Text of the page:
Alaska Editorial: Arctic fishing ban is prudent, for now

Posted: Monday, February 16, 2009

The ban on industrial fishing in the Arctic, as recommended by federal advisers last week, is a prudent measure for the moment, but no one should expect that it will be easy to lift sometime in the future, even if the evidence supports such action.

The ban is billed as temporary. Supporters praising the action last week said the ban should last until studies explain the environmental mysteries that lie deep in the newly ice-free waters.

The danger is that such a standard is so broadly interpreted that it forms an obstacle more daunting than a yawning lead in the Beaufort Sea ice pack.

Even in areas where the ocean environment has been studied for decades, many conservation organizations argue that government managers fail to understand it. These organizations are happy to sue to make the point.

In one sense, they're right. We don't understand many aspects of the ocean environment. Who has the hard evidence to explain why Steller sea lion numbers have crashed and failed to rebound in the western Aleutians? Why do salmon returns to rivers fluctuate so wildly and unpredictably? Why are crab populations so resistant to recovery in some areas off Alaska's coast?

Today's governmental managers of the ocean environment do not have precise answers to these questions. They have some good ideas, but the hard proof and solutions still elude them.

Still, the managers allow large-scale commercial fisheries in Alaska's waters. They do so because, even lacking a complete understanding, they are reasonably confident that those fisheries can be carried out without serious environmental harm.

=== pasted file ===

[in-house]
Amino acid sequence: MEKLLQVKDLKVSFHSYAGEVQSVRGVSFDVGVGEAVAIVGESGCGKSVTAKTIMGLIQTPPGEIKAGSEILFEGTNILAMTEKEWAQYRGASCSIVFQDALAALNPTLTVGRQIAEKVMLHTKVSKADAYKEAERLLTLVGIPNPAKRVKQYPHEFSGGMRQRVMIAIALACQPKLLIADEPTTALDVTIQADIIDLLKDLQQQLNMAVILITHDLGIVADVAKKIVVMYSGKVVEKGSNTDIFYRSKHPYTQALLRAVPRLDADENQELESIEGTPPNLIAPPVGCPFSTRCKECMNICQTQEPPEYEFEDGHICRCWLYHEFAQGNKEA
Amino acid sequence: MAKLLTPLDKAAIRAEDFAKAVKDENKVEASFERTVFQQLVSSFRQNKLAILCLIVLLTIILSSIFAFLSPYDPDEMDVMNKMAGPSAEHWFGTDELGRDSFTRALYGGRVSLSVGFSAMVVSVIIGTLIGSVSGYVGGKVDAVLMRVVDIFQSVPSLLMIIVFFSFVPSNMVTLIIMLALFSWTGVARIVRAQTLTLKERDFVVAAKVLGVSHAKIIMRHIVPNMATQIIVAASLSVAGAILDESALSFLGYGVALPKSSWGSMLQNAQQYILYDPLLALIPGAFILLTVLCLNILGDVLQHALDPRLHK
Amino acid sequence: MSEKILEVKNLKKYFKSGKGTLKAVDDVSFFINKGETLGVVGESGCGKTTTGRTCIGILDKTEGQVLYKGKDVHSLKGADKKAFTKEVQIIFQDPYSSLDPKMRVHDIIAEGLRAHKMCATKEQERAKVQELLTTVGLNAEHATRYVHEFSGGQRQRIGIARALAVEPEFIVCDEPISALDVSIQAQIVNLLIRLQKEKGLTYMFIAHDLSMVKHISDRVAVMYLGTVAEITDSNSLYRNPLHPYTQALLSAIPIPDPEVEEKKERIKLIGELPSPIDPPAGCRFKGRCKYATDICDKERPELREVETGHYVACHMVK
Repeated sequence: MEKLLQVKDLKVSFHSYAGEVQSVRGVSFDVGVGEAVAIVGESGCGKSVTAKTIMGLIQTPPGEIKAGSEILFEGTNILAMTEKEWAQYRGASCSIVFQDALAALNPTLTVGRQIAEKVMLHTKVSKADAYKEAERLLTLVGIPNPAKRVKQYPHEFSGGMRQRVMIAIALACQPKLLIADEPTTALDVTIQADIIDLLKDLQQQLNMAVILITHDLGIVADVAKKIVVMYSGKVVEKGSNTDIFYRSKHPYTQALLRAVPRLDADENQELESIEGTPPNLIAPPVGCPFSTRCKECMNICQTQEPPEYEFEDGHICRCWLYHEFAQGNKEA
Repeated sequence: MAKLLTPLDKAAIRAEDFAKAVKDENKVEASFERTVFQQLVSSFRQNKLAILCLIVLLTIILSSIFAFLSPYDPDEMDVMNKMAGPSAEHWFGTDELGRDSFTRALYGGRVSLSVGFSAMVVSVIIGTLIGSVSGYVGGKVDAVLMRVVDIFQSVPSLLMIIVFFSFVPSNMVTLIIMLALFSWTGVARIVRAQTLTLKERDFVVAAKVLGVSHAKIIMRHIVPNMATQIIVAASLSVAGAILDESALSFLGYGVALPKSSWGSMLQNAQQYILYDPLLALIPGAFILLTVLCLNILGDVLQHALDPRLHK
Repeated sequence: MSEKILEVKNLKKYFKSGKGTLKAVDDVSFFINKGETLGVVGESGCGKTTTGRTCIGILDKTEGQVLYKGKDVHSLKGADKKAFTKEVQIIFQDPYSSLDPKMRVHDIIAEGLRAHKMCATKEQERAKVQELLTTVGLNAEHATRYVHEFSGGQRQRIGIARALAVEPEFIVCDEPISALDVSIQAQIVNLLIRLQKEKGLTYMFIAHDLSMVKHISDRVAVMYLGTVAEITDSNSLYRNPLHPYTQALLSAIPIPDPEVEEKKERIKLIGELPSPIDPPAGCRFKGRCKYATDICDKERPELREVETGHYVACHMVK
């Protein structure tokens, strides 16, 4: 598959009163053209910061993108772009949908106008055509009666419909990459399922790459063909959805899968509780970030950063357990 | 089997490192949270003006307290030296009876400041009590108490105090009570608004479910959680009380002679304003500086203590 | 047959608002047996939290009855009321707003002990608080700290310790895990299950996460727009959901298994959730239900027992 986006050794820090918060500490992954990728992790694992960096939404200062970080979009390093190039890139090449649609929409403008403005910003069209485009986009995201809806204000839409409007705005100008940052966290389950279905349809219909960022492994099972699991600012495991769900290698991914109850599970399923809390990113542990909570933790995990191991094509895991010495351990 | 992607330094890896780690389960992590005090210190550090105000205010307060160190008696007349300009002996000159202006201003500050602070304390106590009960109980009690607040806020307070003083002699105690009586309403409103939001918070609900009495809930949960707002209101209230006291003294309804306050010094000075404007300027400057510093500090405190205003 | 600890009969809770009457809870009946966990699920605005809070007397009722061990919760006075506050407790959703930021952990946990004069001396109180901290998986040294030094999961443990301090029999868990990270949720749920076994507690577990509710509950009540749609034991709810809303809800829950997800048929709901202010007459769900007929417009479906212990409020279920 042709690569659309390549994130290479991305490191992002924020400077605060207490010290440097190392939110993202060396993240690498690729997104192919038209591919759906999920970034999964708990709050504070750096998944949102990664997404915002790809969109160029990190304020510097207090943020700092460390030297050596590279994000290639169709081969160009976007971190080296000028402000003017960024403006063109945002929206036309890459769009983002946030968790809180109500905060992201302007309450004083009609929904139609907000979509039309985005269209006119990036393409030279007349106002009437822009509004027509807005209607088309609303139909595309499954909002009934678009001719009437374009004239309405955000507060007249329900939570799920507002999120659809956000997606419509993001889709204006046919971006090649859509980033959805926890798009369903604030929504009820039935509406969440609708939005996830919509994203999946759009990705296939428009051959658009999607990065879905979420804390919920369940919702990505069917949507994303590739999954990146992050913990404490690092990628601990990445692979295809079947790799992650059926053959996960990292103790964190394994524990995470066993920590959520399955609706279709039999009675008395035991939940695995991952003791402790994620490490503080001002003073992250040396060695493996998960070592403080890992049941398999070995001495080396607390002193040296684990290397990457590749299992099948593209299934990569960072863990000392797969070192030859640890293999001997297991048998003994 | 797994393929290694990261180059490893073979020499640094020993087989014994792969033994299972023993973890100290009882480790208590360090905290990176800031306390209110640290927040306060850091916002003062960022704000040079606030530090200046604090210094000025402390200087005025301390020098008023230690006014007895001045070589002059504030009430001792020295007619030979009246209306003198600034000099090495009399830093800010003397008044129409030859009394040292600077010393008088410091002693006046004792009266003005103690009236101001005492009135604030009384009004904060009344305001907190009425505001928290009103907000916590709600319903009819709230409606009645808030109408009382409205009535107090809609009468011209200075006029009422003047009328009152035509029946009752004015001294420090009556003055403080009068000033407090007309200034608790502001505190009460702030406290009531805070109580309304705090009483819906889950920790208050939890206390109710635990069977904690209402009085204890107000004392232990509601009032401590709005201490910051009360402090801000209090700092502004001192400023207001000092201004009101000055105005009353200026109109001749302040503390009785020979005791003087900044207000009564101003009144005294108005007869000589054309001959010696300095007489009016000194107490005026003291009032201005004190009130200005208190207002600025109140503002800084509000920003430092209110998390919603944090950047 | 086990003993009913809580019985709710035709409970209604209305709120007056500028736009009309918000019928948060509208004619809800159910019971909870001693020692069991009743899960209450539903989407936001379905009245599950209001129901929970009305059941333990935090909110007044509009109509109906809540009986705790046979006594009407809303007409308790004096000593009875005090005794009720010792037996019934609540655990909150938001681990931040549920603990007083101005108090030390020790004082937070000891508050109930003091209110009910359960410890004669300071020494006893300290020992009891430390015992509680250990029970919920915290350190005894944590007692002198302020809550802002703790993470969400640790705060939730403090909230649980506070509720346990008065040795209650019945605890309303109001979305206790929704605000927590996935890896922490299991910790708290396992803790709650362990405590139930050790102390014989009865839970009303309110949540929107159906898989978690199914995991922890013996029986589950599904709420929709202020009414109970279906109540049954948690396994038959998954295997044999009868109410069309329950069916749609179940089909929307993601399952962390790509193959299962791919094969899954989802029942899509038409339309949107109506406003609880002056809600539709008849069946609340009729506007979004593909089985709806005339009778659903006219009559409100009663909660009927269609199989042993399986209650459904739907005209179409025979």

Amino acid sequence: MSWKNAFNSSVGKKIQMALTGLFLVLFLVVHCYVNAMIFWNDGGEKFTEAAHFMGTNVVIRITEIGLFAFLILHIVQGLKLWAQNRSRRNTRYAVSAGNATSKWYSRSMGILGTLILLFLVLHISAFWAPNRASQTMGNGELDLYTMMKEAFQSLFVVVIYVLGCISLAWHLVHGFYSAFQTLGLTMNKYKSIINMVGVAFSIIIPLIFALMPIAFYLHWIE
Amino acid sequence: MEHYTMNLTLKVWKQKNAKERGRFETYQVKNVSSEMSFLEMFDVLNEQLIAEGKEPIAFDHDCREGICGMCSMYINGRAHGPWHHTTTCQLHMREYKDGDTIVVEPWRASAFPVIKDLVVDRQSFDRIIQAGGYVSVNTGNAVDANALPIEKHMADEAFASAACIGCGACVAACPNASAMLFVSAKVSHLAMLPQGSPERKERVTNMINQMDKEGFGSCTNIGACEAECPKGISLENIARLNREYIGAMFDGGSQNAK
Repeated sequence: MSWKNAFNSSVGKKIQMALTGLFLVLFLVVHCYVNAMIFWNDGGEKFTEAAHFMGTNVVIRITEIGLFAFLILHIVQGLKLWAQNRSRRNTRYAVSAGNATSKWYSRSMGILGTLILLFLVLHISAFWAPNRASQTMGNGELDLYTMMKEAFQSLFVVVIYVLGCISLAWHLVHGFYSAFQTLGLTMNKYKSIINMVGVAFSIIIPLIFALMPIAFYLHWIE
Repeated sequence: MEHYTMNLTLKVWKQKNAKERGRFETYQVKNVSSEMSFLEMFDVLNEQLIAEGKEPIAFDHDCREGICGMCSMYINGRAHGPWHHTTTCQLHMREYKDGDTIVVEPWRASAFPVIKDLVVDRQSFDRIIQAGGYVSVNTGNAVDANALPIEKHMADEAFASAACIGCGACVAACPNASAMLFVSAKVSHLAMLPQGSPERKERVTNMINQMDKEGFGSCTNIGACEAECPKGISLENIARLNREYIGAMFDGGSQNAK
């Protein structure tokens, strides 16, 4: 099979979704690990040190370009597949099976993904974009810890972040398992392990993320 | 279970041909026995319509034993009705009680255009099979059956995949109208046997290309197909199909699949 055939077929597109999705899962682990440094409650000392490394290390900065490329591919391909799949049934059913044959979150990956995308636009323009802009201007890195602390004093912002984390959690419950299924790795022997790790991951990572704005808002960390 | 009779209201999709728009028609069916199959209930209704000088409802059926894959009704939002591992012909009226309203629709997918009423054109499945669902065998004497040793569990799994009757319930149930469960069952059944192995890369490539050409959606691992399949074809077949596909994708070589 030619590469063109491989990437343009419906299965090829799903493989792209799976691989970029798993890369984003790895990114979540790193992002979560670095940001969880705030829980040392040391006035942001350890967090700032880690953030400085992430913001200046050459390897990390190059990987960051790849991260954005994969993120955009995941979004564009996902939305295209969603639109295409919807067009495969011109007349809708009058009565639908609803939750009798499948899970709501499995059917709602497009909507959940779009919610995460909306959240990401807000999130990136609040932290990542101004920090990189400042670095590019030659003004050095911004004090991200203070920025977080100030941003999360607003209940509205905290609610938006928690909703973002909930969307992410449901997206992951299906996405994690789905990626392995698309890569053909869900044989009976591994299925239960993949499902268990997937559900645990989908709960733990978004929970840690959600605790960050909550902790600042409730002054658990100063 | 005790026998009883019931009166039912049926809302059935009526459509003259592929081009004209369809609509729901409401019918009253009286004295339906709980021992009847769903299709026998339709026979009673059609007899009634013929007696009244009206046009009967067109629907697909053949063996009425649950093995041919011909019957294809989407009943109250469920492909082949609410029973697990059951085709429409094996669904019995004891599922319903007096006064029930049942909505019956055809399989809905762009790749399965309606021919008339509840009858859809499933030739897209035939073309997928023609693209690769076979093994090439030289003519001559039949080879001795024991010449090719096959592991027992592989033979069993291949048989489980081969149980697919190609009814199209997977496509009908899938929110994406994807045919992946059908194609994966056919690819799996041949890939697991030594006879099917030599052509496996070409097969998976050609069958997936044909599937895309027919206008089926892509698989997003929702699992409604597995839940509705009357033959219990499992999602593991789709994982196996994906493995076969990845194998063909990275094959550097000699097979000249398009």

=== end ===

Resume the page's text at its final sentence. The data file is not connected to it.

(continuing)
In Alaska, the managers have been proven right, most of the time. Our salmon runs, while terribly erratic, still have been impressive on average. Pollock harvest quotas, while reduced this year and last, are expected to rise soon. Halibut are doing well, even as we fight about allocations.

This success has come despite our incomplete understanding of why it occurs. Credit a cautious, science-based approach.

In the future, as the studies of the Arctic Ocean produce information, managers should have similar flexibility to allow fishing if they conclude little harm will come of it. If we insist that all mysteries be revealed before the first net drops, we might as well save the study money and set out a few buoys demarcating the latest marine park.



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